Endpoint Security , Internet of Things Security

Flaws Found in Geeni Smart Doorbells, Security Cameras

Remote Attackers Could Spy on Audio, Video
Flaws Found in Geeni Smart Doorbells, Security Cameras
Home Depot sells one of the affected models, a smart doorbell with a video camera, for $89.99.

A security audit of a batch of consumer IoT devices sold by Walmart, Amazon and Home Depot has turned up serious vulnerabilities, underscoring the security minefield consumers face as the smart home market expands.

See Also: Hybrid IT-OT Security Management

The research focused on devices made by Merkury Innovations, which has a line of smart home products including doorbells and security cameras sold under the Geeni name.

The vulnerabilities were found by TJ O'Connor, an assistant professor and director of the IoT Security and Privacy Lab at the Florida Institute of Technology in Melbourne, Florida, and Daniel Campos, a graduate student there.

"The vulnerabilities could enable a remote attacker to gain privileges access to the devices, listen to all audio and video recorded on the devices, and ultimately use the devices to covertly spy on their users," O'Connor writes in a guest blog post for ReFirm Labs.

Merkury Innovations spokesman Sol Hedaya says: "We’ve encountered no exploits of these vulnerabilities. We regularly update our app and devices for security and performance updates. We appreciate and often work with security researchers such as the disclosure that was recently released."

Some models will get updated firmware later this month, Hedaya says. He didn’t specify the models that will get patches.

"Most of the vulnerabilities noted were based on a single old model that has been discontinued for some time and represents less than 0.1% of our active devices," Hedaya says.

O'Connor's team reported the issues to Merkury in November and published the notice shared with Merkury on Thursday. Security researchers often wait 90 days for a vendor to fix a product and, if there's no action, they release the details.

Telnet On, Hard-Coded Credentials

The flaws were discovered using ReFirm's Binwalk tool, which analyzes firmware images for vulnerabilities, and a reverse engineering tool, Binary Ninja.

The Florida Tech team analyzed four security cameras and three doorbells. One doorbell and two cameras had hard-coded Telnet credentials. Telnet was enabled as well, which means such devices could be easily accessible for hackers.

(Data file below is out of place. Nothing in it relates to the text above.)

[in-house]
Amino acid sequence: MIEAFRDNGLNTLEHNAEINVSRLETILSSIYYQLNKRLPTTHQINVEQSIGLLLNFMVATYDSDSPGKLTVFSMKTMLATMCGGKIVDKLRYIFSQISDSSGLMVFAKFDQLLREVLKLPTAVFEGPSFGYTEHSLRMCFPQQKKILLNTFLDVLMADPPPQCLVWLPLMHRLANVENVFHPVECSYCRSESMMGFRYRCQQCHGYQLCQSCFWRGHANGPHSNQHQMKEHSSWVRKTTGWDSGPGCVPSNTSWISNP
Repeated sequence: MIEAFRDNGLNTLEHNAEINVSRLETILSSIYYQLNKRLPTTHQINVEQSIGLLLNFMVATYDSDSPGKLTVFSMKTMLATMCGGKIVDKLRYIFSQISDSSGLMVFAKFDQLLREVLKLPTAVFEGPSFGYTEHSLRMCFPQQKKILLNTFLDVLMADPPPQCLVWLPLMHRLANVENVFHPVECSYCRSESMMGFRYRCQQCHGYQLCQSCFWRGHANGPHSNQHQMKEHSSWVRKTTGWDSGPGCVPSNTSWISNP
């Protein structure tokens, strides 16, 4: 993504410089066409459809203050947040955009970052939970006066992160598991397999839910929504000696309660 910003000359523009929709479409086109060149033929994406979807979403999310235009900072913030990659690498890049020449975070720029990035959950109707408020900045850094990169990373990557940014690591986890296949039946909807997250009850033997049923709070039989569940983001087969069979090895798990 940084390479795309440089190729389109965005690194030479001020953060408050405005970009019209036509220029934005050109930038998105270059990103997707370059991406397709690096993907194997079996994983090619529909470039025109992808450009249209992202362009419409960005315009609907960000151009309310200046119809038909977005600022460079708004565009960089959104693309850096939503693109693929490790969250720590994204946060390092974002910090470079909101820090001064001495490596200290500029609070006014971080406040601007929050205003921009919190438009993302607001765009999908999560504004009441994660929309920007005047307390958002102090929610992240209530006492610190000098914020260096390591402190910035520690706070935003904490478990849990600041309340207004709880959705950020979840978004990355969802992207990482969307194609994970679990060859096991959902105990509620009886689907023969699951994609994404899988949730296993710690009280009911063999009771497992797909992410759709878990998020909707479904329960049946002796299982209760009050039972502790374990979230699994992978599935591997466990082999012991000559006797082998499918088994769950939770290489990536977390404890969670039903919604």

A summary of the products affected and flaws present

"This exists because the following administrator password hashes are statically built into the firmware," according to Florida Tech's advisory. "These hashes exist on the SPI flash of the device or can be retrieved through the RESTful interface as described in the following section."

Three cameras and two doorbells contain a vulnerability in their RESTful Services API, which could allow an attacker to gain full control of the camera via a high-privileged account, the advisory says.

"The vulnerability exists because a static username and password are compiled into the ppsapp RESTful application," it says. "An attacker could exploit this vulnerability by using this default account to connect to the affected system."

Researchers say a default username and password were hard-coded into the ppsapp RESTful application in three cameras and two doorbells.

Other issues included a backdoor account with hard-coded credentials that is part of a streaming video service, a RSTP daemon denial-of-service issue and a RSTP daemon remote code execution flaw.

Addressing IoT Issues

To address IoT device security issues, the Atlantic Council, a think tank, has pushed for what's termed a reverse cascade. Under this model, retailers would demand that manufacturers produce devices and components that are secure or otherwise not carry the products (see: How Amazon and Walmart Could Fix IoT Security).

Although the U.S. now has a federal law requiring that IoT devices procured by government agencies meet minimum security standards, it doesn’t apply to consumer devices (see: First Federal IoT Security Legislation Becomes Law). At the state level, however, California and Oregon mandate that manufacturers meet basic security requirements.

In the European Union, the European Standards Organization has released a globally applicable standard for consumer IoT devices. Also, the U.K. launched a Code of Practice for Consumer IoT Security in 2018.

Retailers have caught on to the concerns. In its FY2019 corporate responsibility report, Best Buy Co. noted it was already “working to establish a customer baseline of expectations in the area of security and privacy with respect to IoT devices.”

And in response to the issue with the Geeni devices, a Home Depot spokeswoman tells The Washington Post: "We require all vendors to follow applicable laws, regulations and industry standards and will work directly with the vendor to look into these concerns."


About the Author

Jeremy Kirk

Jeremy Kirk

Managing Editor, Security and Technology, ISMG

Kirk is a veteran journalist who has reported from more than a dozen countries. Based in Sydney, he is Managing Editor for Security and Technology for Information Security Media Group. Prior to ISMG, he worked from London and Sydney covering computer security and privacy for International Data Group. Further back, he covered military affairs from Seoul, South Korea, and general assignment news for his hometown paper in Illinois.




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